Russia celebrates Gagarin's conquest of space

April 12, 2011 by Stuart Williams
Soviet cosmonaut Yuri Gagarin salutes the crowd during an official visit to London in 1961. Russia has marked a half century since Gagarin became the first man in space, the greatest victory of Soviet science which expanded human horizons and still remembered by Russians as their finest hour.

Russia on Tuesday marked a half century since Yuri Gagarin became the first man in space, the greatest victory of Soviet science which expanded human horizons and still remembered by Russians as their finest hour.

As Russian state television proudly broadcast archive footage of the smiling Gagarin touring the world after his exploit, President Dmitry Medvedev described the flight as a "revolutionary" event that changed the world.

At 0907 Moscow time on April 12, 1961 Gagarin uttered the famous words "Let's go" as the Vostok rocket, with him squeezed into a tiny capsule at the top, blasted off from the south of the Soviet republic of Kazakhstan.

After a voyage lasting just 108 minutes that granted the 27-year-old carpenter's son historical immortality, Gagarin ejected from his capsule and parachuted down into a field in the Saratov region of central Russia.

From that moment on, his life, and the course of modern exploration, would never be the same again.

A real time recreation of Yuri Gagarin's pioneering first orbit, shot entirely in space from on board the International Space Station. The film combines this new footage with Gagarin's original mission audio and a new musical score by composer Philip Sheppard. For more information visit
"I believe it was a truly revolutionary event," Medvedev said in an interview with Chinese television, a transcript of which was published by the Kremlin.

"It was an outstanding achievement of Soviet space exploration, which divided the world into the time before and the time after the flight, which became the space era," Medvedev said.

The Soviet Union scored its greatest propaganda victory over the United States, spurring its Cold War foe to eventually retake the lead in the space race by putting men on the moon in 1969.

Russia's modern day rulers are using the anniversary to remind Russians of its past achievements and Medvedev was later to visit mission control outside Moscow and talk with modern astronauts on the .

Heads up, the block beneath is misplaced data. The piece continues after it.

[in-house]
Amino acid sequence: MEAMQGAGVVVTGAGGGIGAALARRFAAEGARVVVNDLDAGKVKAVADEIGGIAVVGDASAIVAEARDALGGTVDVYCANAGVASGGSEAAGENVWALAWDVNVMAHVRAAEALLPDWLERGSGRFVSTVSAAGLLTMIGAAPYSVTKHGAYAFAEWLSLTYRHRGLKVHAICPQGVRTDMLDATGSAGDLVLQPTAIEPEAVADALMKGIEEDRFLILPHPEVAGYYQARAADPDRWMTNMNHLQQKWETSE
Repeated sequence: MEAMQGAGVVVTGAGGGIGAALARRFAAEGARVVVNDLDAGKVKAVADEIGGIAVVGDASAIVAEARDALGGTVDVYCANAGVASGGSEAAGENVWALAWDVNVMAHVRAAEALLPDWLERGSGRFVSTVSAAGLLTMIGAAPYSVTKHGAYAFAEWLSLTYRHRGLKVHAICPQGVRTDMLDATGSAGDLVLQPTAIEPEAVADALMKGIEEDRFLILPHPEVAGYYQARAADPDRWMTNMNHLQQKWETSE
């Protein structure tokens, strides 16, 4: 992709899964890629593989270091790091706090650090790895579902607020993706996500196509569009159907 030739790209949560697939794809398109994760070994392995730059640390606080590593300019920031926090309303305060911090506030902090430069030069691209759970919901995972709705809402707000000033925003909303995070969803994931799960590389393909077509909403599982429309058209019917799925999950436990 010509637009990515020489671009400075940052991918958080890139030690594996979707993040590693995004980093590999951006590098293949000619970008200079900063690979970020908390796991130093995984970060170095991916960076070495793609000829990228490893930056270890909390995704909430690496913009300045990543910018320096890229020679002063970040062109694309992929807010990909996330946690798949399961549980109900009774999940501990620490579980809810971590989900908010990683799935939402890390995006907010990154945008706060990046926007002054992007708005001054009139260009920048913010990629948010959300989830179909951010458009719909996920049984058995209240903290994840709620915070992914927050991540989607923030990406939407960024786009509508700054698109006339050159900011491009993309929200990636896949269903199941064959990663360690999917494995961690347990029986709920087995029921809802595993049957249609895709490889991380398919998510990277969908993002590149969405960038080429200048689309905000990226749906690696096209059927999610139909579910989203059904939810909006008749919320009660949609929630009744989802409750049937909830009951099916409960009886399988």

Later in the day, he is due to give a keynote speech on space exploration in the Kremlin that is expected to give an impulse for the future of the Russian space programme 50 years on.

In contrast to the tense battle of the 1960s, space is increasingly a matter of international cooperation with the ISS a joint effort between Russia, the United States and other partners.

A girl looks at the monument to Sergei Korolev -- the founder of the Soviet space programme -- and a replica of the "Vostok" rocket which was used for Yuri Gagarin's historic flight in 1961. Russia has marked a half century since Gagarin became the first man in space, the greatest victory of Soviet science which expanded human horizons and still remembered by Russians as their finest hour.

Although Russia will this year take full responsibility for ferrying astronauts to the ISS when the shuttles are retired, its space programme has seen its share of problems in the run-up to the anniversary.

Three navigation satellites crashed into the ocean after launch, the latest launch for the ISS was delayed by a week due to a technical problem and the government has already said that space agency chief Anatoly Perminov is on the way out.

Medvedev said that Russia's had changed its focus from the first romantic days of space travel and now focused on practical results of its missions.

"There used to be a lot of idealistic vision regarding this. Now our efforts in space research have become more pragmatic," he said, while adding Russia still dreamed of inter-planetary and even inter-stellar exploration.

As well as the heroism of Gagarin, Russia is also remembering the genius of the man who created the rocket that put him into space and masterminded the flight -- chief Soviet rocket engineer Sergei Korolev.

One of the most remarkable figures in the history of space travel, Korolev survived being sent to the Gulag under Stalin to become a figure of such importance his role was only disclosed after his death in 1966.

The anniversary has also prompted a release of information from Russia about the most mysterious aspects of Gagarin's life, most notably his still unsolved death in a plane crash in 1968.

Declassified documents released last week said his jet likely manoeuvred sharply to avoid a weather balloon, prompting it to crash in a region outside Moscow and killing Gagarin and instructor Vladimir Seryogin.

Former Soviet space workers have also recalled how all those involved in the flight were forced by the Soviet Union to lie for years that he had landed in his capsule and not by parachute as was really the case.

This was because they feared the orbit would not be counted as valid by the international organisation monitoring spaceflight.

Explore further: Russia delays ISS launch for 'technical reasons'

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